The Dallas Ensor Institute
For the Cure of

Liquor, Morphine, Cocaine
and Tobacco Habits
No. 287 Elm Street,
Opened in the City of Dallas on the 1st day of July, 1893, and has successfully cured Two Hundred and Sixty-Three people all told, who are to-day sober men with the exception of three.
We Guarantee a Cure in every case, to the entire satisfaction of the patient, or it COSTS HIM NOTHING
REMEMBER, NO CURE, NO PAY.
Consultation Free and Correspondence Solicited.
Address Lock Box 367.
C. B. BEARD, Manager.
Call and see us.

*

The more widely known Keeley Institute opened in Dallas around 1895 (click ad for larger image).

keeley-institute_dmn_103195
Dallas Morning News, Oct. 31, 1895

The text is worth a read of its own:

keeley-institute_dmn_103195-det

It’s interesting that the Keeley ad and the Ensor ad both admit to being less than perfect in their success rate — to the tune of “three.” I wonder if they were the same three people?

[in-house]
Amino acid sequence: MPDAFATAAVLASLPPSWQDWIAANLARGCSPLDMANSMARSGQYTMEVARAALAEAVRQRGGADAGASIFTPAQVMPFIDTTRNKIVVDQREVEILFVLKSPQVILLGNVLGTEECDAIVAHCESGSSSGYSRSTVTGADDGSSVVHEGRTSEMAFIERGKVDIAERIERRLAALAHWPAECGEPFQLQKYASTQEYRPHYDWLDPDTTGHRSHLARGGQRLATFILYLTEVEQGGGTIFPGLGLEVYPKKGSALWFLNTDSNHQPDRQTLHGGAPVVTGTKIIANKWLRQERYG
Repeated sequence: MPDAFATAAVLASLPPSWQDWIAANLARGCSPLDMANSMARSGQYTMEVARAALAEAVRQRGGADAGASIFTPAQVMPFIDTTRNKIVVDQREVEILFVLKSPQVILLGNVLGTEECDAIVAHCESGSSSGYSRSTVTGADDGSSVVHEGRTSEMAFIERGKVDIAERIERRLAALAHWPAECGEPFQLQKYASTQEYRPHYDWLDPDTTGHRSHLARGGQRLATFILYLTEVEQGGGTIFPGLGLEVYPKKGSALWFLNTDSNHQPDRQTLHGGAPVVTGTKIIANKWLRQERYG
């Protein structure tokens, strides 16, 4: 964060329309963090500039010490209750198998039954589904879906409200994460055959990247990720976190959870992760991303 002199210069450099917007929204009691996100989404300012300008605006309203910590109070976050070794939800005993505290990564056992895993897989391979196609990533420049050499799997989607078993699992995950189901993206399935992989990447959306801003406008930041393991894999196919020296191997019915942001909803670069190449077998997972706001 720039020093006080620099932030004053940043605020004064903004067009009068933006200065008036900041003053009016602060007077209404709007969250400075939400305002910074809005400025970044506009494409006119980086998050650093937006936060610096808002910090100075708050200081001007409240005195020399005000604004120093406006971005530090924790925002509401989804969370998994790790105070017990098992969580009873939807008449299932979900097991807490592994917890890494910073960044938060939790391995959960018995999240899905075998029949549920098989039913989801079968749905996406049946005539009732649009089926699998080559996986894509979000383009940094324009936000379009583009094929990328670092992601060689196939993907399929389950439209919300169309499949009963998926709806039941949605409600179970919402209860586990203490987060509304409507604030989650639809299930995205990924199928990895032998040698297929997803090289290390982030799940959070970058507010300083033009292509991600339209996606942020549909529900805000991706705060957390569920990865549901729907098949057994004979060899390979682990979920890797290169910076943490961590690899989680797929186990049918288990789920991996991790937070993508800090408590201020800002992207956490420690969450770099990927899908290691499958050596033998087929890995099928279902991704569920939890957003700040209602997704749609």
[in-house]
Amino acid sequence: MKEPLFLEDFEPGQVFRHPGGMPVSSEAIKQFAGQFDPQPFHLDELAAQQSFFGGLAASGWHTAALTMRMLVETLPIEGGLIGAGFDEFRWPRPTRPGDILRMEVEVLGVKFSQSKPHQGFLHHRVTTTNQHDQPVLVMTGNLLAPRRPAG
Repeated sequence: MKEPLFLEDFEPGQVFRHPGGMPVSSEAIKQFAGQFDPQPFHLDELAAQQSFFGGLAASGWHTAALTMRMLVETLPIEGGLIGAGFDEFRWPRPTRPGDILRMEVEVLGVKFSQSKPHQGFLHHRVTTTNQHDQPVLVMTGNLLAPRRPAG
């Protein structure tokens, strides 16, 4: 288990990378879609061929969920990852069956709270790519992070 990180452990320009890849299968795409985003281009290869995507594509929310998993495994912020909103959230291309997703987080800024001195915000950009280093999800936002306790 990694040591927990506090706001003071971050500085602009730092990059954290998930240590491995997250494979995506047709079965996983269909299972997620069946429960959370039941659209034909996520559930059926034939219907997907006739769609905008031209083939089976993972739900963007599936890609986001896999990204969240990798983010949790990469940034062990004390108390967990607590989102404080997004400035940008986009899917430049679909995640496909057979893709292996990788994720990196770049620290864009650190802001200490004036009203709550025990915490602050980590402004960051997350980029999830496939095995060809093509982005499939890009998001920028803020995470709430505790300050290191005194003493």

*

Even though the addiction rate was getting to be something of an epidemic — especially, it seems, among women — pharmacists were split on whether to appeal to the city council to ban sales of these drugs unless ordered by a doctor. While all of them saw first-hand the hopeless addicts who came in every day proffering scrounged dimes, many were loath to lose the steady business — they were making a pretty good living. According to the article below — which describes what was going on in Dallas at the time, narcotic-wise — it wasn’t until late 1901 that the city council outlawed the sale of narcotics unless accompanied by a prescription; the State of Texas enacted a similar law four years later. Not that that stopped people from continuing to “hit the pipe” (a phrase I was surprised to see was around in 1910), but it probably did save many lives in the days when addiction was not very well understood and was not very effectively treated.

The Dallas  Morning News article below — “When Dope Sold Like Aspirin,” by Kenneth Foree — is an interesting look at Dallas during its first wave of drug problems. Imagine, if you will, the sight of a woman so in need of a fix that, despite having vehemently assured the druggist only moments earlier that the “medicine” she was purchasing was not for her, she began to lick the bottle before she even left the store. Cocaine is a hell of a drug….